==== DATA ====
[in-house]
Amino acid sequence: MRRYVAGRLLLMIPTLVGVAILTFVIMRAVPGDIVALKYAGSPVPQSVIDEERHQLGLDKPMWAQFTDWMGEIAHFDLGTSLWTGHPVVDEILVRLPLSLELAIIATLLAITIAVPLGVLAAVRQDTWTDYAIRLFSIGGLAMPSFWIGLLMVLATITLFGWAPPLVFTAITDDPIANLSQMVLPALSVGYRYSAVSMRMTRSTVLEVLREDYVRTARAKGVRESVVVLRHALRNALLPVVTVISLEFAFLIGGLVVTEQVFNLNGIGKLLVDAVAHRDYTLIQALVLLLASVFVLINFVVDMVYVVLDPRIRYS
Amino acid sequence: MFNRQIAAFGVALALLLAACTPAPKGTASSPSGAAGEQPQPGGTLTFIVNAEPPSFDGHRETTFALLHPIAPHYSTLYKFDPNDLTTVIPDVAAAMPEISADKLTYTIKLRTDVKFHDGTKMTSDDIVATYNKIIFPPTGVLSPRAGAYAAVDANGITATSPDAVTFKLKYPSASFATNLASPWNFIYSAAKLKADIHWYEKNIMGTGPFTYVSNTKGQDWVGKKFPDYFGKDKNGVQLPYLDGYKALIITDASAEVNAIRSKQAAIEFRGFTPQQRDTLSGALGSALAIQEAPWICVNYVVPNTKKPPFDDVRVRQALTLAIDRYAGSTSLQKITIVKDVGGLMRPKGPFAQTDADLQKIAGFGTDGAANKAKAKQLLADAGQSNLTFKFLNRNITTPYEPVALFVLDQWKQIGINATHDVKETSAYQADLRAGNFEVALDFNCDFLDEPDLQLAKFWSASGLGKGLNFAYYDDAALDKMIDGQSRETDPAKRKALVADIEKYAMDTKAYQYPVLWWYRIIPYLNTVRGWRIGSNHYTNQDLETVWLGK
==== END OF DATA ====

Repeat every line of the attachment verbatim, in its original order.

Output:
[in-house]
Amino acid sequence: MRRYVAGRLLLMIPTLVGVAILTFVIMRAVPGDIVALKYAGSPVPQSVIDEERHQLGLDKPMWAQFTDWMGEIAHFDLGTSLWTGHPVVDEILVRLPLSLELAIIATLLAITIAVPLGVLAAVRQDTWTDYAIRLFSIGGLAMPSFWIGLLMVLATITLFGWAPPLVFTAITDDPIANLSQMVLPALSVGYRYSAVSMRMTRSTVLEVLREDYVRTARAKGVRESVVVLRHALRNALLPVVTVISLEFAFLIGGLVVTEQVFNLNGIGKLLVDAVAHRDYTLIQALVLLLASVFVLINFVVDMVYVVLDPRIRYS
Amino acid sequence: MFNRQIAAFGVALALLLAACTPAPKGTASSPSGAAGEQPQPGGTLTFIVNAEPPSFDGHRETTFALLHPIAPHYSTLYKFDPNDLTTVIPDVAAAMPEISADKLTYTIKLRTDVKFHDGTKMTSDDIVATYNKIIFPPTGVLSPRAGAYAAVDANGITATSPDAVTFKLKYPSASFATNLASPWNFIYSAAKLKADIHWYEKNIMGTGPFTYVSNTKGQDWVGKKFPDYFGKDKNGVQLPYLDGYKALIITDASAEVNAIRSKQAAIEFRGFTPQQRDTLSGALGSALAIQEAPWICVNYVVPNTKKPPFDDVRVRQALTLAIDRYAGSTSLQKITIVKDVGGLMRPKGPFAQTDADLQKIAGFGTDGAANKAKAKQLLADAGQSNLTFKFLNRNITTPYEPVALFVLDQWKQIGINATHDVKETSAYQADLRAGNFEVALDFNCDFLDEPDLQLAKFWSASGLGKGLNFAYYDDAALDKMIDGQSRETDPAKRKALVADIEKYAMDTKAYQYPVLWWYRIIPYLNTVRGWRIGSNHYTNQDLETVWLGK